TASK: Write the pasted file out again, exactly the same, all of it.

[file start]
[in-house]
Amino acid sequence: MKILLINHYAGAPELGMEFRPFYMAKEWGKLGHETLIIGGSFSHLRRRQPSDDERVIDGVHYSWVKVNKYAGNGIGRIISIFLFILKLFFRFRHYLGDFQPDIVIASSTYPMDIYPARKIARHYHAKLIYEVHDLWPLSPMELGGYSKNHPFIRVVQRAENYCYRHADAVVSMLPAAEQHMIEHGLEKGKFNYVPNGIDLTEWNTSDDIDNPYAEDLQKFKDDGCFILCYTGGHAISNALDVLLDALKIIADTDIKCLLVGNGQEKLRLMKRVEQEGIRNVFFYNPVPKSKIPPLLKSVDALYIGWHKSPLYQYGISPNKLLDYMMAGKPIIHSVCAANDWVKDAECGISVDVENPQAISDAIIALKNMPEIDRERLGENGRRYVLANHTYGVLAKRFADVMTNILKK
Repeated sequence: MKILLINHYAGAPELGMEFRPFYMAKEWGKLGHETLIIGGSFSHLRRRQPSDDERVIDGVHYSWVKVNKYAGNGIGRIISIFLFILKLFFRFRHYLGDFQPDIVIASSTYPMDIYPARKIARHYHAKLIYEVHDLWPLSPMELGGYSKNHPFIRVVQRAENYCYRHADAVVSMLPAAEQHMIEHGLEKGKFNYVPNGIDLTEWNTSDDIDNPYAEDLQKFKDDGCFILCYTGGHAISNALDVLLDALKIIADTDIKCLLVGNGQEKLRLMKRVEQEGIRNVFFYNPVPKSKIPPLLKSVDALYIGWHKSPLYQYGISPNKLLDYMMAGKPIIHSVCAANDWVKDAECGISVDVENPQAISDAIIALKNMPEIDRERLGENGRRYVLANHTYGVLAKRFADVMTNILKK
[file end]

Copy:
[in-house]
Amino acid sequence: MKILLINHYAGAPELGMEFRPFYMAKEWGKLGHETLIIGGSFSHLRRRQPSDDERVIDGVHYSWVKVNKYAGNGIGRIISIFLFILKLFFRFRHYLGDFQPDIVIASSTYPMDIYPARKIARHYHAKLIYEVHDLWPLSPMELGGYSKNHPFIRVVQRAENYCYRHADAVVSMLPAAEQHMIEHGLEKGKFNYVPNGIDLTEWNTSDDIDNPYAEDLQKFKDDGCFILCYTGGHAISNALDVLLDALKIIADTDIKCLLVGNGQEKLRLMKRVEQEGIRNVFFYNPVPKSKIPPLLKSVDALYIGWHKSPLYQYGISPNKLLDYMMAGKPIIHSVCAANDWVKDAECGISVDVENPQAISDAIIALKNMPEIDRERLGENGRRYVLANHTYGVLAKRFADVMTNILKK
Repeated sequence: MKILLINHYAGAPELGMEFRPFYMAKEWGKLGHETLIIGGSFSHLRRRQPSDDERVIDGVHYSWVKVNKYAGNGIGRIISIFLFILKLFFRFRHYLGDFQPDIVIASSTYPMDIYPARKIARHYHAKLIYEVHDLWPLSPMELGGYSKNHPFIRVVQRAENYCYRHADAVVSMLPAAEQHMIEHGLEKGKFNYVPNGIDLTEWNTSDDIDNPYAEDLQKFKDDGCFILCYTGGHAISNALDVLLDALKIIADTDIKCLLVGNGQEKLRLMKRVEQEGIRNVFFYNPVPKSKIPPLLKSVDALYIGWHKSPLYQYGISPNKLLDYMMAGKPIIHSVCAANDWVKDAECGISVDVENPQAISDAIIALKNMPEIDRERLGENGRRYVLANHTYGVLAKRFADVMTNILKK